gabby's playhouse

a gabby schulz & ken dahl internet repository

gabby's playhouse

status deplored

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Y’all, i’m pretty deep into the instagram and not very into my website atm. But i just finished a five-page watercolored story about nature that, if i could get photoshop on my new laptop, i would have posted up here today. But i don’t and so i didn’t, and instead i’ll go to work and then come home and then email some things and eat some dinner and possibly in the next couple of days i will start posting pages. It’s real scary because i’m starting to wonder if the website — the actual, real, pay-for-hosting website format — is obsolete! Is this true? Doesn’t it seem a bit too isolated in here? A little tryhard? A little too $8-a-month-plus-domain-fees? Now that i’ve found out how much easier (and free-er) (and more popular) it is to update instagram with pictures of drawings i’m working on or mushrooms i’m fondling in the woods, all i want to use this website for is rambling concerns about my internal life, polls about where i should move, and asking people if they have a cheap car they want to sell me. Boring! It seems like so much effort for so little return, now that i’m not filling this up with self-pitying diary comics. Well, maybe it will be more useful once my new book comes out in May. Also, Alec Longstreth is helping me put together a POD book of the aforementioned self-pitying diary comics, and that should be out by Fall, so i will mention that here as well.

Other than that though, follow me on instagram (gabbyschulz). It’s so happy there. Just pictures of dogs, flowers, and good art. Good vibes & likes, without the petty drama and intolerable Zizek-fan crypto-Stalinists of twitter. Maybe i’m just getting old but all i want to do with the internet anymore is show people doodles and mushrooms. We all know the world is a giant methane bomb that humans don’t deserve to exist on. We don’t need any more proof, or any more tiresome parsing of our pathetic Solutions. Just scroll into the collapse, try not to breed, and close the door as softly as possible behind you.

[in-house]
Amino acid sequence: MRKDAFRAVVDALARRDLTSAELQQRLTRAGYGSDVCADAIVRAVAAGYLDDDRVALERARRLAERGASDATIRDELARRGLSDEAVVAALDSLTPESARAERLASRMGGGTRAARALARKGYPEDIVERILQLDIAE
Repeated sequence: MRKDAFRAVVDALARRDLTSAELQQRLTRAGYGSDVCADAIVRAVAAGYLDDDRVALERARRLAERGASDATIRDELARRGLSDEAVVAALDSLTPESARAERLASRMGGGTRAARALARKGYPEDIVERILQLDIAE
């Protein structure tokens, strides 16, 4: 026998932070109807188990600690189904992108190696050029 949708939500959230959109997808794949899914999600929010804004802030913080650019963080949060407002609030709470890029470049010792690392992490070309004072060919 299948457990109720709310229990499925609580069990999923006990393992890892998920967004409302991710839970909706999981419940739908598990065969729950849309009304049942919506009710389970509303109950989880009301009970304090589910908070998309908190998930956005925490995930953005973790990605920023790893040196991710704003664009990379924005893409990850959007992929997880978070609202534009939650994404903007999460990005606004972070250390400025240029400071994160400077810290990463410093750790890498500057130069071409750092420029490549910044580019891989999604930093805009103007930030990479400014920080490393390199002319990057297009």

10 Comments on “status deplored”

  1. There is still a space for personal websites. What happens when Instagram/Tumblr/flavor-of-the-month craps up you feed with too many adds, or shut down entirely?

    When that happens it’ll be nice to have a record of your work.

    • Having a record is nice, but then, i’ve already got all the pics on my hd/phone before i upload them.

      If the point of social media is to be social, you have to resign yourself to either following the herd as it skips through that space between unpopulated and oppressively invasive — or else be content sitting in a virtual room talking to yourself and the 3 or 4 other humans who are invested enough in your brand to make the effort to pay you a visit. It’s a format that had its use before smartphones, and before the ubiquity & convenience of social-media platforms — but these days, maintaining a website feels a lot like sitting in a retirement home, really. When i started using instagram, i was surprised at how many great cartoonists (and mycologists) i found on it, who were posting all sorts of great stuff that they weren’t putting on their blogs or w/e, just because it’s so easy, & free, & you know it’s going to get 10x the views & interactions as your private blog. I guess at this point i’m ok with participation in these formats, since it’s the price to pay for having people participate in your own art hobbies.